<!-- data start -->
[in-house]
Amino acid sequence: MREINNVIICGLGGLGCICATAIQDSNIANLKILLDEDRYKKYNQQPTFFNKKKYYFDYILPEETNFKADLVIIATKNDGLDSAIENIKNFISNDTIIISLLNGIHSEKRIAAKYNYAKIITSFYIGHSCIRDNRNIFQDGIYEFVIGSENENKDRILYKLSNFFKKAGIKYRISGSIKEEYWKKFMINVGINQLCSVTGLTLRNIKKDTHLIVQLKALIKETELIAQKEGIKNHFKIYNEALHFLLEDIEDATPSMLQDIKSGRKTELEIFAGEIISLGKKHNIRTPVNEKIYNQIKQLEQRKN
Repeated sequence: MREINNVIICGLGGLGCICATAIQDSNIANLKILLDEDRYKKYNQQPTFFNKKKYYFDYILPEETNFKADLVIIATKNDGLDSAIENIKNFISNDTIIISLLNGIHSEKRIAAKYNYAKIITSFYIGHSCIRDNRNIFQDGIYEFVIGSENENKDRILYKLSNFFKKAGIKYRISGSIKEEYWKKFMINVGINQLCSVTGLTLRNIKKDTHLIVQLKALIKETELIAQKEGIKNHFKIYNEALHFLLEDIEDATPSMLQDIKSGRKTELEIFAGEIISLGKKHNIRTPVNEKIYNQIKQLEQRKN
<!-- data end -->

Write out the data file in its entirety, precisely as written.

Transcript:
[in-house]
Amino acid sequence: MREINNVIICGLGGLGCICATAIQDSNIANLKILLDEDRYKKYNQQPTFFNKKKYYFDYILPEETNFKADLVIIATKNDGLDSAIENIKNFISNDTIIISLLNGIHSEKRIAAKYNYAKIITSFYIGHSCIRDNRNIFQDGIYEFVIGSENENKDRILYKLSNFFKKAGIKYRISGSIKEEYWKKFMINVGINQLCSVTGLTLRNIKKDTHLIVQLKALIKETELIAQKEGIKNHFKIYNEALHFLLEDIEDATPSMLQDIKSGRKTELEIFAGEIISLGKKHNIRTPVNEKIYNQIKQLEQRKN
Repeated sequence: MREINNVIICGLGGLGCICATAIQDSNIANLKILLDEDRYKKYNQQPTFFNKKKYYFDYILPEETNFKADLVIIATKNDGLDSAIENIKNFISNDTIIISLLNGIHSEKRIAAKYNYAKIITSFYIGHSCIRDNRNIFQDGIYEFVIGSENENKDRILYKLSNFFKKAGIKYRISGSIKEEYWKKFMINVGINQLCSVTGLTLRNIKKDTHLIVQLKALIKETELIAQKEGIKNHFKIYNEALHFLLEDIEDATPSMLQDIKSGRKTELEIFAGEIISLGKKHNIRTPVNEKIYNQIKQLEQRKN